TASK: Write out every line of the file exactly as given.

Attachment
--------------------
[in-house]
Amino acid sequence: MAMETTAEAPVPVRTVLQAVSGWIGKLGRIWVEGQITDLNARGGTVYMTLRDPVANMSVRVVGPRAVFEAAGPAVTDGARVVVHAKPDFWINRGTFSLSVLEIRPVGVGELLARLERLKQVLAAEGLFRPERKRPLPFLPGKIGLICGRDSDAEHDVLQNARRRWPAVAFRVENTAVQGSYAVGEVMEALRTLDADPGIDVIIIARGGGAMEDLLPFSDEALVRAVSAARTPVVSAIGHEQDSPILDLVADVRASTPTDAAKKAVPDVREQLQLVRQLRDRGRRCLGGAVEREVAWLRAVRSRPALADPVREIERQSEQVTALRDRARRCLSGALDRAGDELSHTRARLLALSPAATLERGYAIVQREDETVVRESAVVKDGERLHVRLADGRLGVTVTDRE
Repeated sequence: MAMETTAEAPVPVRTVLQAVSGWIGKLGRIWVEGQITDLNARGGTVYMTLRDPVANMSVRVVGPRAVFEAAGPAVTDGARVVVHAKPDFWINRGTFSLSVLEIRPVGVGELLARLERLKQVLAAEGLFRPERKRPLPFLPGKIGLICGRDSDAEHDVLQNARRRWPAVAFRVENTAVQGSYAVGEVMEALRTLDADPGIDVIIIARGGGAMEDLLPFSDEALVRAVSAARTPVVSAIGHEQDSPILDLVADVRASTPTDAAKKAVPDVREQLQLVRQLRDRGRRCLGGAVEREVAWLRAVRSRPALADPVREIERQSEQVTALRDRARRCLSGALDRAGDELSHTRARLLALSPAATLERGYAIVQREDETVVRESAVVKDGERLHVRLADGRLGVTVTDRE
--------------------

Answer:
[in-house]
Amino acid sequence: MAMETTAEAPVPVRTVLQAVSGWIGKLGRIWVEGQITDLNARGGTVYMTLRDPVANMSVRVVGPRAVFEAAGPAVTDGARVVVHAKPDFWINRGTFSLSVLEIRPVGVGELLARLERLKQVLAAEGLFRPERKRPLPFLPGKIGLICGRDSDAEHDVLQNARRRWPAVAFRVENTAVQGSYAVGEVMEALRTLDADPGIDVIIIARGGGAMEDLLPFSDEALVRAVSAARTPVVSAIGHEQDSPILDLVADVRASTPTDAAKKAVPDVREQLQLVRQLRDRGRRCLGGAVEREVAWLRAVRSRPALADPVREIERQSEQVTALRDRARRCLSGALDRAGDELSHTRARLLALSPAATLERGYAIVQREDETVVRESAVVKDGERLHVRLADGRLGVTVTDRE
Repeated sequence: MAMETTAEAPVPVRTVLQAVSGWIGKLGRIWVEGQITDLNARGGTVYMTLRDPVANMSVRVVGPRAVFEAAGPAVTDGARVVVHAKPDFWINRGTFSLSVLEIRPVGVGELLARLERLKQVLAAEGLFRPERKRPLPFLPGKIGLICGRDSDAEHDVLQNARRRWPAVAFRVENTAVQGSYAVGEVMEALRTLDADPGIDVIIIARGGGAMEDLLPFSDEALVRAVSAARTPVVSAIGHEQDSPILDLVADVRASTPTDAAKKAVPDVREQLQLVRQLRDRGRRCLGGAVEREVAWLRAVRSRPALADPVREIERQSEQVTALRDRARRCLSGALDRAGDELSHTRARLLALSPAATLERGYAIVQREDETVVRESAVVKDGERLHVRLADGRLGVTVTDRE